Here's what's new and interesting in entertainment and the arts:
- Anthony Scaramucci is out and Twitter is having a field day
- Goodbye, MTV Moonman trophy. Hello, 'Moon Person'
- Sam Shepard: Pulitzer Prize-winning playwright, actor and ... avant-garde drummer?
- Lady Gaga subpoenaed in producer Dr. Luke's lawsuit against pop singer Kesha
- 'Ride on, genius': Celebrities mourn the loss of Sam Shepard
Sam Shepard, whose death at 73 was announced on Monday, will be remembered for his cross-discipline versatility. As a Pulitzer Prize-winning playwright, he penned classic off-Broadway plays including "True West," "Buried Child" and "Fool for Love."
An Oscar-nominated actor, he starred in films including "Days of Heaven," "The Right Stuff," "Crimes of the Heart" and "The Assassination of Jesse James by the Coward Robert Ford."
To fans of underground music, however, Shepard served a lesser-known role as the drummer for seminal New York avant-garde folk band the Holy Modal Rounders, with whom he performed on the crucial late 1960s albums "Indian War Whoop" and "The Moray Eels Eat the Holy Modal Rounders."
The band is best known for its song "If You Want to Be a Bird," which plays during the classic scene in "Easy Rider" in which Dennis Hopper, Peter Fonda and Jack Nicholson roar down the highway on their motorcycles. That's Shepard playing drums as Rounders founders Peter Stampfel and Steve Weber whoop and yowl.
It was in his capacity as a percussionist, in fact, that he drew the attention of a young Patti Smith, who, in her 2010 memoir "Just Kids," recounted their first early '70s meeting at seminal music club the Village Gate.
Escorted to the club by Todd Rundgren, who had just issued his album "Runt," Smith described the Holy Modal Rounders' set as "like being at an Arabian hoedown with a band of psychedelic hillbillies. I was fixed on the drummer, who seemed as if he was on the lam and had slid behind the drums while cops looked elsewhere."
Smith, who at the time was freelancing for Crawdaddy magazine, introduced herself to this drummer, who said his name was Slim Shadow.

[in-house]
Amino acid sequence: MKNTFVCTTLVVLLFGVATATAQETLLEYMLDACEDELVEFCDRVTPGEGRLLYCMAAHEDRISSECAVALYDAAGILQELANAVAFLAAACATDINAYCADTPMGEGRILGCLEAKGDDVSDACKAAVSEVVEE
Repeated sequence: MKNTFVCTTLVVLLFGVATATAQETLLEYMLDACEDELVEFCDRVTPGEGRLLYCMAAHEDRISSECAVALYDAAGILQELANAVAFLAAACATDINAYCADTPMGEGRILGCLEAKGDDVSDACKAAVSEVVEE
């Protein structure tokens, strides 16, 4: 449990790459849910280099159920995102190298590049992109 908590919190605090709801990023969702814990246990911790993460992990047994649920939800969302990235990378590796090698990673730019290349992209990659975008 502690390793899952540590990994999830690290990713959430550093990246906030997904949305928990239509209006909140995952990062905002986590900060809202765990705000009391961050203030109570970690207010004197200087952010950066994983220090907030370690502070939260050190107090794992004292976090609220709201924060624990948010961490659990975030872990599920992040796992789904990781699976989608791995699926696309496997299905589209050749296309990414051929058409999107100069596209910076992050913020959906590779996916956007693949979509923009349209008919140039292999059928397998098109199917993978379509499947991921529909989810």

The two started hanging out, wrote Smith, describing his tales as being "even taller than mine. He had an infectious laugh and was rugged, smart, and intuitive. In my mind, he was the fellow with the cowboy mouth."
Only later did she learn Slim's real identity when a friend pulled her aside after seeing them at a restaurant together. As recounted in "Just Kids," Smith wrote that her friend asked, "What are you doing with Sam Shepard?"
"Sam Shepard?" I said. "Oh, no, this guy's name is Slim."
"Honey, don't you know who he is?"
"He's the drummer for the Holy Modal Rounders."
No, corrected her friend, "He's the biggest playwright off-Broadway. He had a play at Lincoln Center. He won five Obies!"
Once she learned of his reputation and acclaim, Smith and Shepard continued to see each other -- despite his being married at the time -- and eventually collaborated on a play called "Cowboy Mouth."
Smith described telling him of nervousness at writing for the stage, which she had never done. But Shepard urged her on, Smith wrote, telling her that "you can't make a mistake when you improvise."
Replied Smith: "What if I screw up the rhythm?"
"You can't," Shepard explained. "It's like drumming. If you miss a beat, you create another."
7:15 a.m. Updated to correct the title of Smith's memoir, "Just Kids," and to identify the Holy Modal Rounders' co-founders, Stampfel and Weber.